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Fonville v. Railway Co.

Supreme Court of South Carolina
Dec 16, 1912
93 S.C. 287 (S.C. 1912)



December 16, 1912.

Before ERNEST GARY, J., Greenville, November term, 1910. Affirmed.

Action by Georgie E. Fonville, as administratrix of Wm. J. Fonville, against the Atlanta and Charlotte Air Line Railway Company and Southern Railway Company. Defendants appeal.

Messrs. Cothran, Dean Cothran, for appellants, cite: As to the admission of the confessions, conviction and sentence of Agnew: 4 Rich. L. 146; 1 Wig. Ev., sec. 142; 6 Ency. 65; 16 Ency. 246. As to admission of evidence as to necessity of distance signal light: 89 S.C. 384; 76 S.C. 560; 82 S.C. 347; 84 S.C. 60. Province of the Court on the issue of proximate cause: 21 Ency. 509; 2 LaBat., sec. 805; 38 S.C. 282; 58 S.C. 491; 67 S.C. 290; 81 S.C. 100; 80 S.C. 1; 78 S.C. 374; 77 S.C. 328; 86 S.C. 69; 75 S.C. 375; 31 S.E. 914; 41 L.R.A. 794. Negligence defined: 21 Ency. 457; 21 S.C. 466. Duty of master as to furnishing a reasonably safe place: 20 Ency. 55, 61; 38 L.R.A. 134; 4 Thomp. Neg., sec. 3767, 3774; 2 McM. 403; 8 Rich. 120; 3 S.C. 450. Intervening cause: 25 S.C. 446; 31 S.C. 398; 76 S.C. 202; 94 U.S. 469; 76 S.C. 204; 80 S.C. 232; 166 U.S. 521; 104 Pa. 315; 55 Fed. 952; 69 Fed. 525; 74 Fed. 155; 13 L.R.A. 97; 7 Wall. 44; 94 U.S. 469; 79 Ala. 315; 10 Am. R. 205; 51 Tex. 121; 14 L.R.A. 749; 111 Mass. 139; 59 L.R.A. 109; 41 L.R.A. 794; 176 Fed. 890; 56 Fed. 993; 86 Fed. 924; 1 LaBat., sec. 129; 11 L.R.A. (N.S.) 1041, 738; 29 Cyc. 499; 9 L.R.A. (N.S.) 458; 40 S.E. 300; 71 N.E. 509; Wat. Per. Inj., sec. 59; 9 L.R.A. (N.S.) 972; 17 So. 517; 124 Fed. 113; 71 N.E. 509; 70 N.E. 199; 73 N.E. 117; 55 Fed. 1021; 86 Fed. 924; 1 Suth. Dam., sec. 34; 8 Ency. 571; 58 L.R.A. 399; 35 N.J. 17; Whart. Neg., sec. 134; 21 Ency. 494; 29 Cyc. 498; 67 S.C. 293.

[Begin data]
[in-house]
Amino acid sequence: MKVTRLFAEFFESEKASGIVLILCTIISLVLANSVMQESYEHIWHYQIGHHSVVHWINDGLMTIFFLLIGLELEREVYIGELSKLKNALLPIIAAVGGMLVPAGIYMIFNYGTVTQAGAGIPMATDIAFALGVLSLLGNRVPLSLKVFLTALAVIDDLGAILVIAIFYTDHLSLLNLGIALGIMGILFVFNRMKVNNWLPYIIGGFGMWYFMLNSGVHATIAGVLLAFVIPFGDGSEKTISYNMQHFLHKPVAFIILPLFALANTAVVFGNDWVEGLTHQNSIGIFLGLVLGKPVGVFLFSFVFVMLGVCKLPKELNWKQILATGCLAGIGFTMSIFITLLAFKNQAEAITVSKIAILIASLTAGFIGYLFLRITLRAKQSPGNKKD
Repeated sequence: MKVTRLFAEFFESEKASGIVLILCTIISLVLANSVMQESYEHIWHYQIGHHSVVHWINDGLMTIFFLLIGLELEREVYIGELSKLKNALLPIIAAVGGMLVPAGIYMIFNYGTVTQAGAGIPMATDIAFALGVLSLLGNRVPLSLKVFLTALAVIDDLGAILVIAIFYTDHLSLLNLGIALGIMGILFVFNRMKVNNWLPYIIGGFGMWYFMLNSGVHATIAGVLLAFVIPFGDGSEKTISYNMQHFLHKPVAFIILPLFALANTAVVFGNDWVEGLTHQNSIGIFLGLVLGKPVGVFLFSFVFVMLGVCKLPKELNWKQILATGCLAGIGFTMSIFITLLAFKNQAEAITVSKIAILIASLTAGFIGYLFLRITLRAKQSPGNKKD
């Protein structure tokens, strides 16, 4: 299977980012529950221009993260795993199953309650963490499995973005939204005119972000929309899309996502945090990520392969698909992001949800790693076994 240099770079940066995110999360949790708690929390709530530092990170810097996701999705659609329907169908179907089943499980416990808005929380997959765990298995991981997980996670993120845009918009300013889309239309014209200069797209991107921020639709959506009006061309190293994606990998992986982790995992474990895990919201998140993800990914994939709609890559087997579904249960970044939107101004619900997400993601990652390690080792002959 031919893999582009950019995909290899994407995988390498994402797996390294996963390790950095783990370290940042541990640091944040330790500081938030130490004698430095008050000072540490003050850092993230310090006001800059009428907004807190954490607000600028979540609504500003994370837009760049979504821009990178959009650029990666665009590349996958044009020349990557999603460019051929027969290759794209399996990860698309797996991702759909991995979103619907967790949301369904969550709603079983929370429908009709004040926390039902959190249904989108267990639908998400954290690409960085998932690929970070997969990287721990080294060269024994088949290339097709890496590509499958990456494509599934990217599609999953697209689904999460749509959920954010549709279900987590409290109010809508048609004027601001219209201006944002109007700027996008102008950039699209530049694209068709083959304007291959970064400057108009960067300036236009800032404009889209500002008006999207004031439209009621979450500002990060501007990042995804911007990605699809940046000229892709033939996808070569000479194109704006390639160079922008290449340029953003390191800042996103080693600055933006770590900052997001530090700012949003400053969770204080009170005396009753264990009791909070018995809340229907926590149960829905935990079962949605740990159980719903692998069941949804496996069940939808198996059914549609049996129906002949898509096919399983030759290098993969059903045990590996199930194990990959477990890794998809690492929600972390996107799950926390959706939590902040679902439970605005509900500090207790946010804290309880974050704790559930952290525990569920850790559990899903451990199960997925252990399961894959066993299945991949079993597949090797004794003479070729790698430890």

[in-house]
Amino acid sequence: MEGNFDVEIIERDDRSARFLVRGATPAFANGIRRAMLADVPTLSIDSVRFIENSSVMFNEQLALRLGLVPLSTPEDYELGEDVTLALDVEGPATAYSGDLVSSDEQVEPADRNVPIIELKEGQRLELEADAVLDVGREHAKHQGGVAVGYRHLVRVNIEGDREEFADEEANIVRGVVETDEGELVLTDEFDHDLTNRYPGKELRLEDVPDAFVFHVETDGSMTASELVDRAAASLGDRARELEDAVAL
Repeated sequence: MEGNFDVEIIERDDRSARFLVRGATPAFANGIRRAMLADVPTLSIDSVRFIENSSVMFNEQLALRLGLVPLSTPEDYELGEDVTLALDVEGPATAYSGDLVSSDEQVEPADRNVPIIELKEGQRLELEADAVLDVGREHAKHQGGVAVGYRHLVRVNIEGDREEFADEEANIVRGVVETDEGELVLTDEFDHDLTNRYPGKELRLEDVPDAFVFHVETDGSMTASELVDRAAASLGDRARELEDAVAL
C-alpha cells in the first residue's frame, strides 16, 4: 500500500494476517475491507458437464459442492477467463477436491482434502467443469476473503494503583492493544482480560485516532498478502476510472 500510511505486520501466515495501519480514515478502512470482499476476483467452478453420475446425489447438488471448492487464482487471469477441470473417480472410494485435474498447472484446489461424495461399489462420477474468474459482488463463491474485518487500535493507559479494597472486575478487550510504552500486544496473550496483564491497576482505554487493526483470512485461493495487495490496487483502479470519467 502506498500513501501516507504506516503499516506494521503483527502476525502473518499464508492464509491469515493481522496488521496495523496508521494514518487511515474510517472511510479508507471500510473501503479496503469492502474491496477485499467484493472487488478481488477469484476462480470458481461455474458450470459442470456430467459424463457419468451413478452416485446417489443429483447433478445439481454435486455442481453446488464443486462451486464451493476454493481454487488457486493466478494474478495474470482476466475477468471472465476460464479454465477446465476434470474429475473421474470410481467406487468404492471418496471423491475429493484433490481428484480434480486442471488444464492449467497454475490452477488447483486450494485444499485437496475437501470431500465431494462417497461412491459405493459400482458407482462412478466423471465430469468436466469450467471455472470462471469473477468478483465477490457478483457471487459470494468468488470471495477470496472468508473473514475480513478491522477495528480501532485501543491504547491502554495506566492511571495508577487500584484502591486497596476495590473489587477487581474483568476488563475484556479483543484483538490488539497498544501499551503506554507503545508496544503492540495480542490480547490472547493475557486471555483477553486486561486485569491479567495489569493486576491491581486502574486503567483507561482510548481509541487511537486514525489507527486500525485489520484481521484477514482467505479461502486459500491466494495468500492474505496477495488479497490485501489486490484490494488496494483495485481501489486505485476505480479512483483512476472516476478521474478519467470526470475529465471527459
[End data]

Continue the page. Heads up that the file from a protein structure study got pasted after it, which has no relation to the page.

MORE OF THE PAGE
Messrs. Haynsworth Haynsworth and John Gary Evans, contra. Messrs. Haynsworth Haynsworth, cite: Judgment in criminal Court as evidence in civil: 7 Ency. Ev. 850; 31 C.C.A. 157; 26 P. 70; 1 Green. 537. Confessions in like cases: 76 S.C. 284; 79 S.C. 84; 86 S.C. 392; 56 S.C. 432; 89 S.C. 228. Injury resulting from negligence of master and third person: 2 Lab. M. S., sec. 813; 18 L.R.A. 215; 106 U.S. 700; 16 C.C.A. 457; 47 N.W. 665; 58 S.W. 622; 79 S.C. 512; 44 Am. St. R. 118; 110 Id. 700. Duty of railroad company in maintaining switches: 25 S.C. 446; 69 S.C. 293; 81 S.C. 211.

The opinion in this case was filed on July 5, 1912, but held up on petition for rehearing until

December 16, 1912. The opinion of the Court was delivered by

This action was brought to recover damages for the alleged wrongful death of Wm. J. Fonville. The cause and circumstances of his death are set forth in the complaint as follows:

5. "That plaintiff's intestate was on the 24th day of September, 1908, and had been for some years, an engineer in the employment of the defendant, Southern Railway Company, and on said date was operating an engine drawing train No. 41, a regular passenger train, on defendant's main line from Charlotte, N.C., to Seneca, S.C.

6. "That on said main line, at a point about one mile south of Wellford, S.C. a spurtrack, known as Gross' Siding, leaves the main line and extends in a southeasterly direction to Gross' Oil Mill, and after passing said mill it again connects with the main line; that the movement of the spurtrack at the points of intersection with the main line are controlled by a switch at each connection with the main line. That the switch has connected with it a lantern so placed that it will in the nighttime show a white light when the switch is closed and the main line clear, and a red light when the switch is open and the main line not clear. That some such arrangement is necessary in order to provide for the safety of the employees operating trains in the nighttime, and it is necessary that the light be so placed that it may be seen by the persons in charge of the approaching train.